Nick Carter, Brian Littrell, AJ McLean, Kevin Richardson and Howie Dorough have accomplished a lot in the last 20-plus years as the Backstreet Boys. From becoming one of the best-selling boy bands of all time to having recently launched a Vegas residency, Backstreet Boys: Larger Than Life at Planet Hollywood Resort (this week on March 15 and 17-18), the pop group shows no signs of slowing down anytime soon. Dorough spoke with Las Vegas Magazine’s Chanelle Hayes about how the Vegas show came about, BSB’s recipe for success all these years and what’s next.

So tell me, how long has Backstreet Boys: Larger Than Life been in the works?

It’s interesting because we were trying to pinpoint exactly when this all started and came about. Live Nation, who we were on the previous tour with, they asked before coming into Vegas about performing there, just kind of getting a feel for the theater, what we thought of it. They thought it could be a potential opportunity for us if we were into it. So we were like, “Let’s try it out.”... Over the years, especially when Celine Dion came there, and Britney, of course, and the younger generation, you know, JLo (Jennifer Lopez), it’s become a hot spot … A lot of our fans right now are at that age where they have their own money, they’re spending their own money, no longer mom and dad’s money. A lot of them are actually getting married. They’re having bachelor and bachelorette parties and birthday parties, and Vegas is one of the hottest spots for that in the world, so we’re like, “This could be actually really interesting” ... It just made a lot of sense ... The fact that Live Nation was so behind it, and our agents and our managers. Once we started putting it out there, when we did the iHeartRadio show with Florida Georgia Line and the response we got from iHeart and all of the fans there, it almost was like a no-brainer.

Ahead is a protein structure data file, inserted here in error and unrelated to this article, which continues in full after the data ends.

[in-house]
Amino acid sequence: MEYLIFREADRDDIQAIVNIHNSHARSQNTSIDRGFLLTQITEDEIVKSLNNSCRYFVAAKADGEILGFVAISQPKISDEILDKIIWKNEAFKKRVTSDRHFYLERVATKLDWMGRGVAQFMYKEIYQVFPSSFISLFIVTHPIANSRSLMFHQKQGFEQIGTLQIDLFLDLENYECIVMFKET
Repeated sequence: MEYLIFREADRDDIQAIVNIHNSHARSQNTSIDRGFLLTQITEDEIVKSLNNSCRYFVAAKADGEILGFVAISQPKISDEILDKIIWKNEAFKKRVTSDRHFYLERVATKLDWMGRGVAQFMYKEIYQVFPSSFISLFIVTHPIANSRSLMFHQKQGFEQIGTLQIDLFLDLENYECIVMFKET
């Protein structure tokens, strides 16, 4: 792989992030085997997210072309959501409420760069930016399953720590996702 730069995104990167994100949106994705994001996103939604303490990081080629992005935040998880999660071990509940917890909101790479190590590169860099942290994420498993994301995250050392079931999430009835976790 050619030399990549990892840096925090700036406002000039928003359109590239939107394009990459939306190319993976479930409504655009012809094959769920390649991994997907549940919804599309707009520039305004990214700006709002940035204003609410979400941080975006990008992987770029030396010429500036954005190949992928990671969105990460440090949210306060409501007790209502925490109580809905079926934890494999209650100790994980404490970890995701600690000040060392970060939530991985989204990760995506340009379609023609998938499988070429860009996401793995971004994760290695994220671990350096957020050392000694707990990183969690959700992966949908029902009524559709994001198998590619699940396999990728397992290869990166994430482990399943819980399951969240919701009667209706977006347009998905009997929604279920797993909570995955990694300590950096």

What is it about the Las Vegas residency that makes it “larger than life?”

We’re able to create a show that’s going to be different, and probably, I would say bigger and larger than some of the other shows because we’re able to utilize that money that it would cost to be constantly taking down the show and travelling, all those extra expenses. We’re actually able to put all of that money into this show … We’ve taken on a big production, dancers, us—it’s going to be huge. It’s going to be like the Into the Millennium Tour; mostly with the greatest hits. We realize that when people come to Vegas they want to hear the hits. It’s not going to be a completely nostalgia tour, but we are going to take our fans on a trip down memory lane and re-create the memories they had when they first heard our songs. But we’re also going to sprinkle on a few fans favorites and a couple of Backstreet favorites.

How has a group as legendary as Backstreet Boys been able to stay together for almost 20 years?

A lot of communication, that’s for sure. In the documentary Show ’Em What You’re Made Of, it really shows where we came from, where we started, the trials and tribulations we went through ... we were going through a lot of turmoil between us and management and record labels, even amongst ourselves and family issues, but really bonded together. I definitely attribute that to being able to communicate with each other. Also, with being in a group, you have to learn to be selfless. It’s not about “I,” it’s about the team.

When “We’ve Got It Goin’ On” debuted, did you ever dream that the group would be so big?

No, to be honest, I was just lucky. I thought to myself: I’m here in my second year of college and had the opportunity to be in this group that hopefully would be a little bit more travelling than being in the state of Florida, because at the time I was working at Universal Studios. I was like, “Let’s see where this goes.”